Tuesday, November 16, 2010

405. Ulaidh (Ulster) 1601

We were called to the gathering
at the hill of Tullahogue, shop-keepers
and middle-aged people of the town, idlers,
old women, children, for all the young men
had gone south with O’Neill.

There was to be a great battle.

Tullahogue with its ancient stone
is a great green valley in a dip of the woods;
we settled in, murmuring, hushing the children,
among the whispering waving trees,
we, the People of Tír Eoghain.

There were three Engish prisoners
and they were brought before us.
A rustling of sounds arose among us
for we did not like them. But then
the Sherriff of the Town, didn’t he

stand up on his legs, waving a cleaver,
and call for the butcher, McCaughlan,
who came up to the stand, by God,
stripped to the waist and the sweat
rolling off his heaving muscularity.

I knew what was going to happen
and I covered the eyes of Síle, my daughter,
and I asked my wife to turn her head away
and she said No. She said no, I want
to see the fuckin bastards killed.

The mother of my children, an O’Cahan
whose brother fell in the battles last year
when I was in my dreary little shop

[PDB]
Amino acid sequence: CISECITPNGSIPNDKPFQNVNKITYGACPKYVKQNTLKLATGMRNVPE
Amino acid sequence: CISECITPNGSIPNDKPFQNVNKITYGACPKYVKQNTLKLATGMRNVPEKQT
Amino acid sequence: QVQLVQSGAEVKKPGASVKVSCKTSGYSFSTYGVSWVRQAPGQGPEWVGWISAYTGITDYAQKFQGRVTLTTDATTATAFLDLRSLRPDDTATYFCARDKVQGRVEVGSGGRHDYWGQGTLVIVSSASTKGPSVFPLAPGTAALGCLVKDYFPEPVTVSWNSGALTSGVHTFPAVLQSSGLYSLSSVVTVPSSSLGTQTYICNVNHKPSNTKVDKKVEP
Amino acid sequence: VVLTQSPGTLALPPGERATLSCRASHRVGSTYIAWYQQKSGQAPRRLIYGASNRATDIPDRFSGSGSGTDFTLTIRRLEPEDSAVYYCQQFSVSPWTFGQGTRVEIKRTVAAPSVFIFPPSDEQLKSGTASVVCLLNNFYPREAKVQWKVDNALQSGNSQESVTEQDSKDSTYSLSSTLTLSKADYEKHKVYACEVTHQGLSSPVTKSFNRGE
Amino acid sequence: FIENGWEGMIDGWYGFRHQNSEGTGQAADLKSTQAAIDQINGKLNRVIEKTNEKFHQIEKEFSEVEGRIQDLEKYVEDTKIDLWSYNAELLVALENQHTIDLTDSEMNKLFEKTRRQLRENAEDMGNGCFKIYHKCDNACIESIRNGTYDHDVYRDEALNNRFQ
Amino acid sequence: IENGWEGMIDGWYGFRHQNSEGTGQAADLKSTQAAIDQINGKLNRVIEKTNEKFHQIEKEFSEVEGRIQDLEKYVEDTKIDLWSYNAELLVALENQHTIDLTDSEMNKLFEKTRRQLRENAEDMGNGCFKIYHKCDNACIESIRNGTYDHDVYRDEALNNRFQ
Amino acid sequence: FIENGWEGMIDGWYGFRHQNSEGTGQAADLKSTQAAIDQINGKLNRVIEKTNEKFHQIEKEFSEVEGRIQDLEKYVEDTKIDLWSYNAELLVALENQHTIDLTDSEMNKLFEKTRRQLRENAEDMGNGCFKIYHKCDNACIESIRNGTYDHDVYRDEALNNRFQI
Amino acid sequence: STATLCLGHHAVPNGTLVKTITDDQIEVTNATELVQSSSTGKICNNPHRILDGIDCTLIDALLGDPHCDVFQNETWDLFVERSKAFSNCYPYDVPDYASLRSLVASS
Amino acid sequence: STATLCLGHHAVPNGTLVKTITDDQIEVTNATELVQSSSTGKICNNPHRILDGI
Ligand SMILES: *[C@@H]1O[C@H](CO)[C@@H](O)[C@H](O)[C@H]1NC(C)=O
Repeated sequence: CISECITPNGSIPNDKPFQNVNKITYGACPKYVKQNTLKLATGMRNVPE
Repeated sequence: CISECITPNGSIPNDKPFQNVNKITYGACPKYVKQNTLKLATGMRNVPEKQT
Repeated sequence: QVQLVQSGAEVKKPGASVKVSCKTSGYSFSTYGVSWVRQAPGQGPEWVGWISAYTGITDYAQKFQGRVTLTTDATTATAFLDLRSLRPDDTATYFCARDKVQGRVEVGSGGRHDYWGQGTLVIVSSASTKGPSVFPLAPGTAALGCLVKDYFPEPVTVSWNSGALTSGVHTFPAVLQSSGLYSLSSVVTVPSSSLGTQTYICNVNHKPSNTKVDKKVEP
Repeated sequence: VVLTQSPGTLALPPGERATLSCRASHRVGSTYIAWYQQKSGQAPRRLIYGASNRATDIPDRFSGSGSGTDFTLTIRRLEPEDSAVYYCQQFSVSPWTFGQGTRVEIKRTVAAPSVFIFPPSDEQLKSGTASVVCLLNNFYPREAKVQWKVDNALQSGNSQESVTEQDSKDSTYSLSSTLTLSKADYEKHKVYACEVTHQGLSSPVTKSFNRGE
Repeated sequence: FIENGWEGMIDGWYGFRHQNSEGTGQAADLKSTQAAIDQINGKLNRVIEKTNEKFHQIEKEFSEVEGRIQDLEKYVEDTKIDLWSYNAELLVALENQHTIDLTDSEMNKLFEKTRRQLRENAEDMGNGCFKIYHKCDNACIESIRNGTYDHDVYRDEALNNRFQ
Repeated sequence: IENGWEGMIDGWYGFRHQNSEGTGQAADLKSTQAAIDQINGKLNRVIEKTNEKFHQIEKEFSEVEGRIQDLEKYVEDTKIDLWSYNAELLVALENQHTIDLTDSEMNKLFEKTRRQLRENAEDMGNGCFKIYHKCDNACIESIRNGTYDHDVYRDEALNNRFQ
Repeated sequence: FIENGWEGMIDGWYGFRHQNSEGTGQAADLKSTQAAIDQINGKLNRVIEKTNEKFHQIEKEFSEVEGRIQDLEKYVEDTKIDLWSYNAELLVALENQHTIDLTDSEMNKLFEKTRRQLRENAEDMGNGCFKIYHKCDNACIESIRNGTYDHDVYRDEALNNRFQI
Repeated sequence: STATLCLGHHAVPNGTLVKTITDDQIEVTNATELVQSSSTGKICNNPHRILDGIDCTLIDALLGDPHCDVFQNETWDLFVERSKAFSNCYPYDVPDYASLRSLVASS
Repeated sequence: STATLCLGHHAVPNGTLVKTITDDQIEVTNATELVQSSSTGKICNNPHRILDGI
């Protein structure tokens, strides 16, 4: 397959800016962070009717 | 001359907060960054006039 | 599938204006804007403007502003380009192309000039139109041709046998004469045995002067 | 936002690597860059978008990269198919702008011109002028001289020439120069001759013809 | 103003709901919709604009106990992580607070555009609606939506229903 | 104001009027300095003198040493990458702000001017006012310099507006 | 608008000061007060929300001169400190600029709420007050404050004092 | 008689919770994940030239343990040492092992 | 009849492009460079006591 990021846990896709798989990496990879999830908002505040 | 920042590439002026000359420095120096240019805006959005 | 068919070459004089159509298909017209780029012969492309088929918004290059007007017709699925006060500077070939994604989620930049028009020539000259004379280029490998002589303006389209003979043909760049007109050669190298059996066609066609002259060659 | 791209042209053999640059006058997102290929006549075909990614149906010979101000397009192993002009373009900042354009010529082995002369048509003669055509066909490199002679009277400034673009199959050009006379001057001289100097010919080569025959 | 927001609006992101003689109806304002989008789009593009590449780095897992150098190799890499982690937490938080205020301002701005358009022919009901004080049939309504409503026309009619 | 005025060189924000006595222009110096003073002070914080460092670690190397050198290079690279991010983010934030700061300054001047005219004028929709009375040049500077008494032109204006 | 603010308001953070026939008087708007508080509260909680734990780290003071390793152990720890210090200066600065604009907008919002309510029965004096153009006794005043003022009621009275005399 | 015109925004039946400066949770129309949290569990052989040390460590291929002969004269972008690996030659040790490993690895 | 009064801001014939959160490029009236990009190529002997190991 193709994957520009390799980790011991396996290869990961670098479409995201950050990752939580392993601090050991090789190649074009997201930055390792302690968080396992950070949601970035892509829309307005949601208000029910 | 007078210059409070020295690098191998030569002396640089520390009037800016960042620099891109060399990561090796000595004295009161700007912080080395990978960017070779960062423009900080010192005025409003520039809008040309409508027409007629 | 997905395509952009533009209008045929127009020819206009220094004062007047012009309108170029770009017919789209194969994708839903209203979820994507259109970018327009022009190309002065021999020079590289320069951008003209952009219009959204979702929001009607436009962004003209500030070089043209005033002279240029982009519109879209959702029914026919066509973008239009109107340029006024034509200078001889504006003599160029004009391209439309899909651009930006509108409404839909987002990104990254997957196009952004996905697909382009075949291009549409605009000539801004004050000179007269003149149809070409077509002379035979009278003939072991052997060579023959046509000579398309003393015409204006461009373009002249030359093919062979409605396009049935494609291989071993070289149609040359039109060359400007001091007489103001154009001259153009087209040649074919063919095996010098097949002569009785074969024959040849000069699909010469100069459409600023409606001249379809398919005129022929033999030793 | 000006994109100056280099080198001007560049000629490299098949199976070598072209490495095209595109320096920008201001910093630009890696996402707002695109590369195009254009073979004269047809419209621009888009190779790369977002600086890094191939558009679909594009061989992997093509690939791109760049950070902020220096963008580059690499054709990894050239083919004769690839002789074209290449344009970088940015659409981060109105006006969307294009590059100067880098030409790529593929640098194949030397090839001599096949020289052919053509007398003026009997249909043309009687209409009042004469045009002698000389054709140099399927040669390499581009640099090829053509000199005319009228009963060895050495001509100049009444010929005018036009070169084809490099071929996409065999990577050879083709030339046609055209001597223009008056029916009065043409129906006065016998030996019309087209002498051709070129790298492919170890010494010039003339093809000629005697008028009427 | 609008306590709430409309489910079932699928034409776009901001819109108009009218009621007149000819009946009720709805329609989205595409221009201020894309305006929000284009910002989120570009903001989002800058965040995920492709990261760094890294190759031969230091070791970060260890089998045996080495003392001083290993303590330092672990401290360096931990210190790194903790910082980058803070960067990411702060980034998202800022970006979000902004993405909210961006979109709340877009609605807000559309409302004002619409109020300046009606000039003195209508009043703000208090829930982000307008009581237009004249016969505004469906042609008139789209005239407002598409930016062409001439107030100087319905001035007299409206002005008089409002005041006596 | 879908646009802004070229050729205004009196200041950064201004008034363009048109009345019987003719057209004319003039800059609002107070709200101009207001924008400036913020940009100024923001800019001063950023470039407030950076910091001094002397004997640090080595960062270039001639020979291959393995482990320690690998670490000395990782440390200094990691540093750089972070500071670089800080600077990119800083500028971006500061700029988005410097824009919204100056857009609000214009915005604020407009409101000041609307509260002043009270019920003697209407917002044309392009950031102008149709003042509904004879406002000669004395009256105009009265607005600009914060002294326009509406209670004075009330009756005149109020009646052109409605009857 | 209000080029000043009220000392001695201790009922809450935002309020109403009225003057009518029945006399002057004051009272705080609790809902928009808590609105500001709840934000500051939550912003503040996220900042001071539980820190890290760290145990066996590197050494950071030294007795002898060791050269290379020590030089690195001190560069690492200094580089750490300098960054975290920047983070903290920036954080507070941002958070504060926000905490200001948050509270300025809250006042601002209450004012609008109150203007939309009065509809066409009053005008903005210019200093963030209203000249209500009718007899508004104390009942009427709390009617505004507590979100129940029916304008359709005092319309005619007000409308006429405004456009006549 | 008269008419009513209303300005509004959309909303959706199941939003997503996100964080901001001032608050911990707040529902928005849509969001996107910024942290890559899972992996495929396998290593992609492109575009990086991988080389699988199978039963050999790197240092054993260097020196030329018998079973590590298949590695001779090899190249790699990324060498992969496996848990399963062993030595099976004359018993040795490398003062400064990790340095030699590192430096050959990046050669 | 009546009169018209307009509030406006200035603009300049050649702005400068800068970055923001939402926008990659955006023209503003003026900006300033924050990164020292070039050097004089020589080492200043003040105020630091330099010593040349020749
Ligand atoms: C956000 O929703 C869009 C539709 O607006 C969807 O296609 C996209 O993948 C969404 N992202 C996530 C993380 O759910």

scraping together the pennies to keep us alive.
God, how she despises me!

The Englishman is young, he shivers,
but not from the cold, he wants to be brave.
The butcher plays to the crowd, he pretends
to swipe, then strikes, a great gout of blood,
and the young men roar and cheer.

Why are they not with O’Neill in the South?

I catch a glimpse from my neighbour
and I can see he is thinking the same.
He has his son clasped tightly within his cloak
and as our eyes glance off one another, he sees
my woman forcing my children to watch.

Nothing good can come of this.

The second and third prisoner are likewise dispatched
but the cheers grow thin. We know. We know
that the English will come and do the same to us,
to my sweet little daughter, to my infant son. My wife
shines with a look of fiery grandeur. She has no idea.